Step Six: The Riding gear. If you can afford it, run out to Cycle Gear and buy all the gear you need. But most of us don’t live in Fantasy Land and if you’re broke like me, you may want to buy the following gear used. Jackets, shows, Winter pants, gloves, but NEVER helmets. Even if the rider said they’ve never dropped it, don’t bet your life on it. Always buy a new helmet every 5 years. But they are so expensive! I know, so for the first few months, buy a cheap cycle gear one. Once you get comfy enough, buy a nicer one that won’t whistle in the wind, the face-shield actually closes up right and maybe even comes with sun visor functions… ooh yeah. Now I say buy a cheaper one first not because I don’t care about your safety, but the Bilt brand $60 specials at cycle gears are DOT and ECE R22.05 approved just like the higher end models, the major difference is durability, style and features. it’s like buying a base model first before dropping and wasting your new fancy helmet. But again, when you can afford it, please buy a really nice fancy helmet, it make riding much more fun and comfier.
Optional. Step 7: The Biker wave. I saw this gesture near the Sacramento river when a whole club or like 20 bikers one after a another just lowered their hand and dropped two fingers, it was cool and funny since my friend was with me and he just honked back in his car since we were gonna meet at my place. Shortly after he asked me what that was all about. I had no idea, I thought they were just saying hi or it was a gang sign, but later my biker coworker told me it was a common wave. They don’t teach this in the class, but the biker wave involves your left hand. You can wave back the same way they did to you or just be nerdy and do whatever feels safe, you don’t HAVE to wave back, that’s just other folk saying hi. Nodding or head lift is acceptable too. It’s just a way to make riding more fun and the community friendly. If you wave first and they don’t wave back, maybe they’re just focusing on the road since gestures during traffic are not recommended, so you only see this on highway or straightaways when the opposite lanes clear.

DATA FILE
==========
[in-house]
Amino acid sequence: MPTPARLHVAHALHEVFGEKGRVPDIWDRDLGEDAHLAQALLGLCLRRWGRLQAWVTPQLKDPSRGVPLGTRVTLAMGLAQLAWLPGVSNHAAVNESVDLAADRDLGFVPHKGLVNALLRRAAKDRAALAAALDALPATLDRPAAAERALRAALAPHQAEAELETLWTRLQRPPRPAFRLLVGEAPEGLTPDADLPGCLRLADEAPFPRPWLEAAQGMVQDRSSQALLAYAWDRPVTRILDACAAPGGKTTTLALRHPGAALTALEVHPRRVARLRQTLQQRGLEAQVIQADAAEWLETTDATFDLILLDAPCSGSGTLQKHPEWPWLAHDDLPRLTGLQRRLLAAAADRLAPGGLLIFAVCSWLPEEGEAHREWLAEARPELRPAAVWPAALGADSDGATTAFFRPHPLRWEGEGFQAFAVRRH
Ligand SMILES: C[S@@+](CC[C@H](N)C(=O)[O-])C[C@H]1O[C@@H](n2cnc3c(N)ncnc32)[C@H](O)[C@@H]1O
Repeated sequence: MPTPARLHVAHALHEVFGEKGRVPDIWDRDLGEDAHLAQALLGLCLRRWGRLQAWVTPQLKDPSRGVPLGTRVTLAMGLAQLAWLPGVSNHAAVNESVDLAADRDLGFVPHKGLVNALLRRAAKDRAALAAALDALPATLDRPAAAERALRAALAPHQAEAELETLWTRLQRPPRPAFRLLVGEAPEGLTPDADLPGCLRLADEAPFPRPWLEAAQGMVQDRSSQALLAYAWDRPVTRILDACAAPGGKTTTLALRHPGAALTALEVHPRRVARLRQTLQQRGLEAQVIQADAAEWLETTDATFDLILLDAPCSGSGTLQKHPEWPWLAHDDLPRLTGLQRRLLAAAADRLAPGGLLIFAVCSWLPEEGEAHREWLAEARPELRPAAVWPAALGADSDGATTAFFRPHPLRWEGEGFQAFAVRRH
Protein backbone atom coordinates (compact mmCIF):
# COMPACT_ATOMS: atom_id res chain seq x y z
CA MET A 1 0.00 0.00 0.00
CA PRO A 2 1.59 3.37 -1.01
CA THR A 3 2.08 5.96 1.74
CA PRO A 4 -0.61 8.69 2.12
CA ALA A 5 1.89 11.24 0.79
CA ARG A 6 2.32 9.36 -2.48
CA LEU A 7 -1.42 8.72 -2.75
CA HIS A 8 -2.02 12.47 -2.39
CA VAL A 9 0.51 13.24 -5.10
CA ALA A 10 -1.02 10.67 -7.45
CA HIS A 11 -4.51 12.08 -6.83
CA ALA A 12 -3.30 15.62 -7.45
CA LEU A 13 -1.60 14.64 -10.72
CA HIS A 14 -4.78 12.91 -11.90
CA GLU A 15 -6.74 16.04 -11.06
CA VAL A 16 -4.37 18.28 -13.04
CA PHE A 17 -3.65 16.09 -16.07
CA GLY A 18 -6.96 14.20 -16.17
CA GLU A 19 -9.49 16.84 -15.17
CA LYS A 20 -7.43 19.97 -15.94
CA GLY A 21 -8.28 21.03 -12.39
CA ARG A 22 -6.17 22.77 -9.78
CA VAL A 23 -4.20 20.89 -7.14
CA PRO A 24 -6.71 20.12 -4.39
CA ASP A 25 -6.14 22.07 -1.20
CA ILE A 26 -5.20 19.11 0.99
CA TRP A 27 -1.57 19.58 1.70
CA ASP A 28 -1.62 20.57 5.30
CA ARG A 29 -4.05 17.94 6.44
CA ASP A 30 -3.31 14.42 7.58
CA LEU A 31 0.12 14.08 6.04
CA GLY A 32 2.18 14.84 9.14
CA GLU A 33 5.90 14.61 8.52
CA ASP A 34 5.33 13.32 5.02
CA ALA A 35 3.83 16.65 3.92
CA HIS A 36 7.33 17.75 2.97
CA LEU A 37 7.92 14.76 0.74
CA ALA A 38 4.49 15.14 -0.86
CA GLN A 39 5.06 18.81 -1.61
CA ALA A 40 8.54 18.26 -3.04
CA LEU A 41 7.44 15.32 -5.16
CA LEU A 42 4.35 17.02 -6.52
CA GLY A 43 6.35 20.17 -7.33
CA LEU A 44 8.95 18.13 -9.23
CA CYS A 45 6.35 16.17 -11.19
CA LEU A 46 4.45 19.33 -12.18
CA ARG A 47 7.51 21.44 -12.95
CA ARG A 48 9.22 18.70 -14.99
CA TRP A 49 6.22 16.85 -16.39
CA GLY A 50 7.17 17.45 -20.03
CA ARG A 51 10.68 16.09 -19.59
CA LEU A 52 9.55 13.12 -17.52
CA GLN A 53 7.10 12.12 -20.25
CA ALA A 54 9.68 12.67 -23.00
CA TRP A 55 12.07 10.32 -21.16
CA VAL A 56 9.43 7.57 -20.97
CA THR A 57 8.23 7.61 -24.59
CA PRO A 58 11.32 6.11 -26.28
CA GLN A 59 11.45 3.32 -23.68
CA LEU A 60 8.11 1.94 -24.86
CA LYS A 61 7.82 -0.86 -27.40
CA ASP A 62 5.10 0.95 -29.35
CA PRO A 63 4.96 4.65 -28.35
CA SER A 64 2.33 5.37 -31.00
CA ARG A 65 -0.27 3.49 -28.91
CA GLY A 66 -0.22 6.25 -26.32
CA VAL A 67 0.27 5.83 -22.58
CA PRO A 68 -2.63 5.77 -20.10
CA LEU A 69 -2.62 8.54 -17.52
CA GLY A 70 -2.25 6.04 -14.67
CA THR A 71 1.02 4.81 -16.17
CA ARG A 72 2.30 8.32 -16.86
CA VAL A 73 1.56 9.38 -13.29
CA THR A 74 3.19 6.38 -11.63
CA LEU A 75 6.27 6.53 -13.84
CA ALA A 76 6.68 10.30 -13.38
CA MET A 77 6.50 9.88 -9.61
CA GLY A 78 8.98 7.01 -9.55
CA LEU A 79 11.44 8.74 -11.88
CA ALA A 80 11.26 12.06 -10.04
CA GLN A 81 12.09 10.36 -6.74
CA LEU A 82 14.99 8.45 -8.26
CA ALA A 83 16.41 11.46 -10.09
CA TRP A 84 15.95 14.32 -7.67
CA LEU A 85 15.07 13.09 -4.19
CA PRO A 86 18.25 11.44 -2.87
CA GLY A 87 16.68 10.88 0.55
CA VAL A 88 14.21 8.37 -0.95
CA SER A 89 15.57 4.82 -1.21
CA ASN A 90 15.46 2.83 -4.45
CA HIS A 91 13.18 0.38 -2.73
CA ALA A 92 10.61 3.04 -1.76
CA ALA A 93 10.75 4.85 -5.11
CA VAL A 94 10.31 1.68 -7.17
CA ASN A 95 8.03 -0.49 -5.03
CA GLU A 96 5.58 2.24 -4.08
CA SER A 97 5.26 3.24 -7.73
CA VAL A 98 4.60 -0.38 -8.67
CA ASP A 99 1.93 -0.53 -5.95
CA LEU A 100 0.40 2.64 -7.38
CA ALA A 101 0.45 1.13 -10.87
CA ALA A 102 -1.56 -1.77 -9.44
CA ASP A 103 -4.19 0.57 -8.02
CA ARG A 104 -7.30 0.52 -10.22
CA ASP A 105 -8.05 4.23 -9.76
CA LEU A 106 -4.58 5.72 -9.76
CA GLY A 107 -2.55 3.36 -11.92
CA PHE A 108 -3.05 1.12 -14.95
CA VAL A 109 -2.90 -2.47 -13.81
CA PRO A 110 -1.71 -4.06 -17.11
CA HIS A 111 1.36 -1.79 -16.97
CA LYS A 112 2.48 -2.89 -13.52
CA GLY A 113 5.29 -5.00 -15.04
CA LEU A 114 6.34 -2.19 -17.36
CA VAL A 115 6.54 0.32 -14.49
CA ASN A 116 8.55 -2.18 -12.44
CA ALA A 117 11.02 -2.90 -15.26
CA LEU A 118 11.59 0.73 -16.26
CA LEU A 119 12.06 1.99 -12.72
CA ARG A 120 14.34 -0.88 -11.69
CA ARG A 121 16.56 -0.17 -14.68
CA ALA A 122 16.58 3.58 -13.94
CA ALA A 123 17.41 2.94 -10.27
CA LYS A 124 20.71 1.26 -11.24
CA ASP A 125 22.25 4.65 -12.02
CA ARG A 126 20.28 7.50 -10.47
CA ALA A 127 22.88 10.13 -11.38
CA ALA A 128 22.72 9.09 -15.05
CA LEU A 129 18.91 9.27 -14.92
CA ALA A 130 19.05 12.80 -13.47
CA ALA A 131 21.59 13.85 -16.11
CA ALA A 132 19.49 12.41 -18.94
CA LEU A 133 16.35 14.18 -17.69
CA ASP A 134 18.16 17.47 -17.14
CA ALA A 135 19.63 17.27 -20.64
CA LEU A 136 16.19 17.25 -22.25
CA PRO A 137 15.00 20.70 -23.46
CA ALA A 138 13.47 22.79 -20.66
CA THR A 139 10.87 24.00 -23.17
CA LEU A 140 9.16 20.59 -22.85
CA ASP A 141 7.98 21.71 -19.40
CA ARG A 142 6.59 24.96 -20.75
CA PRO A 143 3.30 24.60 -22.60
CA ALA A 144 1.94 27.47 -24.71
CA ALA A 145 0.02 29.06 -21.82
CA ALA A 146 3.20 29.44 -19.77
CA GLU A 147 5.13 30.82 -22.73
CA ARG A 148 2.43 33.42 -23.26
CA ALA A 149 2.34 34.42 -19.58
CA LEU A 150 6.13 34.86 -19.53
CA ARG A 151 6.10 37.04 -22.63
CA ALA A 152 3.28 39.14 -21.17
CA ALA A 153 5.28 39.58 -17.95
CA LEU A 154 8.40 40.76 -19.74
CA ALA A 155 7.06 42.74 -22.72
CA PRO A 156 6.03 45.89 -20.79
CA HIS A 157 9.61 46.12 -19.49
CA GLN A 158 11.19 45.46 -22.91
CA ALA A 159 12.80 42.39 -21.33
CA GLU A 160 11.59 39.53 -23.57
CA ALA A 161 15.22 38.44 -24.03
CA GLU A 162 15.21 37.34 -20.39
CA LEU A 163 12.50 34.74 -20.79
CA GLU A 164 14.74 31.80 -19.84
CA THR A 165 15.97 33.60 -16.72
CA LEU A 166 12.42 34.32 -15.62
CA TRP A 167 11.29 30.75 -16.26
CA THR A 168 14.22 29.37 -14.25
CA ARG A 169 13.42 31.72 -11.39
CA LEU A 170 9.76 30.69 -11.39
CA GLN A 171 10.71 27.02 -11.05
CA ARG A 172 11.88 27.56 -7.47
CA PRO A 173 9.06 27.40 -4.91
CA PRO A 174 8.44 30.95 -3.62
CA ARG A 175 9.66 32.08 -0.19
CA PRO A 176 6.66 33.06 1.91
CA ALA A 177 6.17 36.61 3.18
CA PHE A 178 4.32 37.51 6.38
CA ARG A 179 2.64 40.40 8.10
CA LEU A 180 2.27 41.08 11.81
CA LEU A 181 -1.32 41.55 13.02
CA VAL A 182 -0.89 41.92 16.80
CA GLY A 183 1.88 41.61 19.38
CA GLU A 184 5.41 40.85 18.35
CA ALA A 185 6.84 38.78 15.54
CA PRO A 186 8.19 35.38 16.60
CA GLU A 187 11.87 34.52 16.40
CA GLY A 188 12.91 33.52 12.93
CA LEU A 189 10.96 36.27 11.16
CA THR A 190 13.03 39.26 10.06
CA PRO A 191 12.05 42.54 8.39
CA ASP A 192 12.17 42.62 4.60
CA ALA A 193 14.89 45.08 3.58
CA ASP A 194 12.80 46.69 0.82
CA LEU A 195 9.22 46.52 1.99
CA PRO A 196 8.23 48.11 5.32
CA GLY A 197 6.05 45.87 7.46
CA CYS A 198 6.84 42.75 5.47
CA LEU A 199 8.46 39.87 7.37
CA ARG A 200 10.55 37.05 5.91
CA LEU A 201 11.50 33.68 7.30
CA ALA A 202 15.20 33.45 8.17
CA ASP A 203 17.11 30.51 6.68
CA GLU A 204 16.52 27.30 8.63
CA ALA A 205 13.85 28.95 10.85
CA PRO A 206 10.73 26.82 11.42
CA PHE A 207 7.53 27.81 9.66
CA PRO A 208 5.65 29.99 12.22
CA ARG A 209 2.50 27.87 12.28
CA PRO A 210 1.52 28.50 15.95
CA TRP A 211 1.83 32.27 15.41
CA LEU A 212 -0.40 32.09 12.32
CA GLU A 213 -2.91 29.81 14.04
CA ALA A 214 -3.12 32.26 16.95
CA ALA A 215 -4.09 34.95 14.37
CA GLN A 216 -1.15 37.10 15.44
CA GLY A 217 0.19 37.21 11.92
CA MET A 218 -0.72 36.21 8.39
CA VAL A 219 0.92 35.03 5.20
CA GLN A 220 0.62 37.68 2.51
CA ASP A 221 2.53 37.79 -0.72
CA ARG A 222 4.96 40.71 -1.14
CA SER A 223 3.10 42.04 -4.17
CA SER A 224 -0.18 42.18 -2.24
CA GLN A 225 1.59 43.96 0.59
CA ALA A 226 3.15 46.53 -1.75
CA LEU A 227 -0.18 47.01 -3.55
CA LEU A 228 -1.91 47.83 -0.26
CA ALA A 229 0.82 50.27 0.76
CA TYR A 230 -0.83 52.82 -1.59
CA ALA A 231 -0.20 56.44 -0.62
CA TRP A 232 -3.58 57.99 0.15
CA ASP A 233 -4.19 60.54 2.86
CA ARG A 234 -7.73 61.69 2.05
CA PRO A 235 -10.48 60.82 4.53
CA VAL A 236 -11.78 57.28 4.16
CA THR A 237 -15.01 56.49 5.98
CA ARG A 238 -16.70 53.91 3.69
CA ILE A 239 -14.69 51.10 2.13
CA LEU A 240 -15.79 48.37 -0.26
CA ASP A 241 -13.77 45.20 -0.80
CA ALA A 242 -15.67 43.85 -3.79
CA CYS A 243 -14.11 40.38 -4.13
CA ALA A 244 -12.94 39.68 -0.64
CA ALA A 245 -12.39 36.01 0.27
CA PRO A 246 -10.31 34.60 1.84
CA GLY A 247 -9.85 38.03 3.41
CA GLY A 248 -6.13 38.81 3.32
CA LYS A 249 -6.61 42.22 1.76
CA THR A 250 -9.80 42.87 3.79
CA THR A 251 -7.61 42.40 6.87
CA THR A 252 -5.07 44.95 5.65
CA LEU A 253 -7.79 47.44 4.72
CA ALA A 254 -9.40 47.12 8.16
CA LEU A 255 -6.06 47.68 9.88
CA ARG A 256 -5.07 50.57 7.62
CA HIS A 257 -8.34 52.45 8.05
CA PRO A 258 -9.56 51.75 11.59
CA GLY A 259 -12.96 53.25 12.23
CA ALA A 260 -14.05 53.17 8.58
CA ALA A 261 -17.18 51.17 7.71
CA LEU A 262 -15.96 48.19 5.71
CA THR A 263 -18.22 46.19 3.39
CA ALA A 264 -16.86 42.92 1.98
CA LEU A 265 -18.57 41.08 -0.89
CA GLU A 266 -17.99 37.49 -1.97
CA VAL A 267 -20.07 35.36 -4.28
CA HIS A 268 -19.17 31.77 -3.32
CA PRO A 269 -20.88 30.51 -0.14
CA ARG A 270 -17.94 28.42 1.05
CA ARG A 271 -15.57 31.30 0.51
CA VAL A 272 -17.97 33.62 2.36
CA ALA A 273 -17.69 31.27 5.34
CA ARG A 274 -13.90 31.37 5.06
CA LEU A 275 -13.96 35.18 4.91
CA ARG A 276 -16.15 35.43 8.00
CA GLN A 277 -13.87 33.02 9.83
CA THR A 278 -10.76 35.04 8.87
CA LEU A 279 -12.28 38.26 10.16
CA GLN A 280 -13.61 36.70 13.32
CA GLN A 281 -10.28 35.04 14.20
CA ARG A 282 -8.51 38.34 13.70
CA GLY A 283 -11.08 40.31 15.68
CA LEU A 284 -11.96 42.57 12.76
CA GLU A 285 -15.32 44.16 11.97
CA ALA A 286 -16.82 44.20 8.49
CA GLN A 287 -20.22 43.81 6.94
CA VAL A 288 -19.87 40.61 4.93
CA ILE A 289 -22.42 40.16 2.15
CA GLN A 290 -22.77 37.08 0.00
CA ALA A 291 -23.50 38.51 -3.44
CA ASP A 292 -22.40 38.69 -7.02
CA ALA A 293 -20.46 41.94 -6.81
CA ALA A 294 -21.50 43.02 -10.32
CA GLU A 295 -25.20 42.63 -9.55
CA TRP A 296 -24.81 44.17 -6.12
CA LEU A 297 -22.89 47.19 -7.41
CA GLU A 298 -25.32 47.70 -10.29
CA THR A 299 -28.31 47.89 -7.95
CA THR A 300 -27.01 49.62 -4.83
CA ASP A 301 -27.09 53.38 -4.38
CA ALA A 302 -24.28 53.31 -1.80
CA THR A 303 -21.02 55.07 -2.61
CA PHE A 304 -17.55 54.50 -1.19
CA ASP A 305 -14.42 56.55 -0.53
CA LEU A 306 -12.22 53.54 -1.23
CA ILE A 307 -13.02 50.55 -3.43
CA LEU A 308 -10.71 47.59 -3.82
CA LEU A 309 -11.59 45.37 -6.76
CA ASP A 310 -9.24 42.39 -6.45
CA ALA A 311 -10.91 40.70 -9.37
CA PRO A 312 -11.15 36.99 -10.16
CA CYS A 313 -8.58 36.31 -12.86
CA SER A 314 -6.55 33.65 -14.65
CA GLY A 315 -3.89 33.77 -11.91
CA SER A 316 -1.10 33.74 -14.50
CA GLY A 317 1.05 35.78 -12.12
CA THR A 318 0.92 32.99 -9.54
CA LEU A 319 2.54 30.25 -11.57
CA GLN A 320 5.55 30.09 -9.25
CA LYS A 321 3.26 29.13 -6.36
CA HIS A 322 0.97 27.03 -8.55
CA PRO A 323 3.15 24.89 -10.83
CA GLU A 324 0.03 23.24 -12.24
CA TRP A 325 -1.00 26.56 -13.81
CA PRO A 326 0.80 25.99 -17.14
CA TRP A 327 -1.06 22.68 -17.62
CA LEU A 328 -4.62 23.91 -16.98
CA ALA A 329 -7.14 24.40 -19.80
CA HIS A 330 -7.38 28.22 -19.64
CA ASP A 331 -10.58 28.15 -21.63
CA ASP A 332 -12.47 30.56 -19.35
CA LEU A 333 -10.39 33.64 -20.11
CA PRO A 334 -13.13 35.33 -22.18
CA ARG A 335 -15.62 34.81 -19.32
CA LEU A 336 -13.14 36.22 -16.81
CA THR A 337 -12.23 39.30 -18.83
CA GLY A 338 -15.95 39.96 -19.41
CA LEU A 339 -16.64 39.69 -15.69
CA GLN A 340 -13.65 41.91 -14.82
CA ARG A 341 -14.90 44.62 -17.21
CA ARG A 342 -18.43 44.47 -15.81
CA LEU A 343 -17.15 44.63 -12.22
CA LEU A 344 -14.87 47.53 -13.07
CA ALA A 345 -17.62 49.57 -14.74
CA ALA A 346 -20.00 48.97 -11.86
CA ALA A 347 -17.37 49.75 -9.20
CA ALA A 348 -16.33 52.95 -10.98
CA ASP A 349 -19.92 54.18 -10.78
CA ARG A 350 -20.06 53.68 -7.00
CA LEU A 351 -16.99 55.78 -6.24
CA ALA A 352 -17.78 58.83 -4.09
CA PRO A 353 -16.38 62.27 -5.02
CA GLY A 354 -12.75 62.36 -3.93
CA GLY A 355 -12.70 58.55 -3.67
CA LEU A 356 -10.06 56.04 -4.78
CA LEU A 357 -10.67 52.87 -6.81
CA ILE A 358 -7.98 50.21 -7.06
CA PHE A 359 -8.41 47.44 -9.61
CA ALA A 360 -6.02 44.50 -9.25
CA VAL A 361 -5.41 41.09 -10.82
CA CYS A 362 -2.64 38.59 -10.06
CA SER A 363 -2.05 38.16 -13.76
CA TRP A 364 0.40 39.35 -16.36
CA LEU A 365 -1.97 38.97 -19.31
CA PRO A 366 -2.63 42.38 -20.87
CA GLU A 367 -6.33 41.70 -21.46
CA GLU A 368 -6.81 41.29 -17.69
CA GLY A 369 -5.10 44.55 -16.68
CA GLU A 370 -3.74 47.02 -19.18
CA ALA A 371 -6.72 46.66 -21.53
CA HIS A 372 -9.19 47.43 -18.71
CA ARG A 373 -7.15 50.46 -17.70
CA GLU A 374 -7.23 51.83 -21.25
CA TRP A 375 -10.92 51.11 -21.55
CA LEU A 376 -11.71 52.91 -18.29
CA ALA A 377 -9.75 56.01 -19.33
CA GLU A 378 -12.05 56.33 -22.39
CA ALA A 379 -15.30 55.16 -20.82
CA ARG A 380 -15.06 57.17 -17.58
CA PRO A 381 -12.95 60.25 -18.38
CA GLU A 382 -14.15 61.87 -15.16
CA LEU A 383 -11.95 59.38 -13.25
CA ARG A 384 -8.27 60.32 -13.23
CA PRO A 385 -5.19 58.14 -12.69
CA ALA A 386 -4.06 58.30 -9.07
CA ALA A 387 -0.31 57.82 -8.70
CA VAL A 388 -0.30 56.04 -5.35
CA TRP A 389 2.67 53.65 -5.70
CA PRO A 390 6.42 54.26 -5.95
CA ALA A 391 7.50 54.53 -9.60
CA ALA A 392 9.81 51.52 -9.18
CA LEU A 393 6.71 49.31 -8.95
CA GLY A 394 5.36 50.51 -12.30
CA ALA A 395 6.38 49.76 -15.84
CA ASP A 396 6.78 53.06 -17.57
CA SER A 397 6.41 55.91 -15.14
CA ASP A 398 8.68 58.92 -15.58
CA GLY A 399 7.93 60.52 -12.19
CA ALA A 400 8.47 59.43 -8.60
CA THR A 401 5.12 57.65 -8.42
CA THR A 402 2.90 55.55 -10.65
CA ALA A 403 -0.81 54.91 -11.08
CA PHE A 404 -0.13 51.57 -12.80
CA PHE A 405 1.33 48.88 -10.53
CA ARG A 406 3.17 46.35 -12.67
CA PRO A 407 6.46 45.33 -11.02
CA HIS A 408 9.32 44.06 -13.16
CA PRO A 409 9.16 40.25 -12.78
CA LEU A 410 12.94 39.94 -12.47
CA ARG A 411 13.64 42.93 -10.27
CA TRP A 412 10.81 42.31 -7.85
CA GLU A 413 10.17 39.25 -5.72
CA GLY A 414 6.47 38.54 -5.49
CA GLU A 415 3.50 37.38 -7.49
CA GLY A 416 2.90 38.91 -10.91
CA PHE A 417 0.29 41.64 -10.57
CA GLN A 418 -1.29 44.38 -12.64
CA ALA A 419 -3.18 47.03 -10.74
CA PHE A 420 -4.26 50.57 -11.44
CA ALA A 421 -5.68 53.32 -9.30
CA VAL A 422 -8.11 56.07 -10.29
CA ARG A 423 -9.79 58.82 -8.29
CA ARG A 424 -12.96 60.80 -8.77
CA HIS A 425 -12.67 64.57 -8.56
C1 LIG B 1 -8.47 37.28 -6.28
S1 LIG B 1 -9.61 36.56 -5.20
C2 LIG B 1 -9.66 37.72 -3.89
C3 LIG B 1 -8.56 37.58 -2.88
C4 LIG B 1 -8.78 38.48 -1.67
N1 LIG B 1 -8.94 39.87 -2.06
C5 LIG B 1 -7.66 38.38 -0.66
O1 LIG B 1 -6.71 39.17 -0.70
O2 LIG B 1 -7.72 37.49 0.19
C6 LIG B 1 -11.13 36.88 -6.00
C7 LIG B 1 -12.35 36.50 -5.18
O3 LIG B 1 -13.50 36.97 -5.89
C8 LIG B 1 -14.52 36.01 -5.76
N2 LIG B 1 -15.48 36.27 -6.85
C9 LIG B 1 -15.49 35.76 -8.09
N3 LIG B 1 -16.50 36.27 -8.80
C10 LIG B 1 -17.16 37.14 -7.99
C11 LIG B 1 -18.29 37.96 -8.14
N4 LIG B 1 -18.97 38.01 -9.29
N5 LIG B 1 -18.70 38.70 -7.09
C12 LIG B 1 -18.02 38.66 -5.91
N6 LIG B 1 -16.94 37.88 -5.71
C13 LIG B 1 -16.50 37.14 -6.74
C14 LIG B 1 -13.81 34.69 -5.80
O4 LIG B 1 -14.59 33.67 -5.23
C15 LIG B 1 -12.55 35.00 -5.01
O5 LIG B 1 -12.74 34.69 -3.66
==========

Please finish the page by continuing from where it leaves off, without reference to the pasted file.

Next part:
There’s a ton of tips on websites, they all agree that you dress for the slide not the ride. Defensive driving, regular maintenance and I suggest reading up more blogs, posts and articles and the such. On this quickie guide we’ve only discussed what you need to know to get started. I hope you enjoy, I know I did, and hopefully we’ll see each other on the road and give a friendly biker nod / wave.
Random tips: Sometimes you may think that your bike is riding funny, but please make sure you filled it up with enough gas cause sometimes it requires a little more gravity push to get through to the carbs, especially on older bikes. I’ve had issue when the bike would start but as soon as I tried to rev it, the bike would die out, it turns out that leaving the Petcock / Fuel valve closed causes this problem as well. Check clogged filters, common on older bikes. Oil that chain, check those tires often. Listen to noises your bike makes. Read the maintenance manual. Warm up those old air cooled bikes plenty, and just get to know your bike man.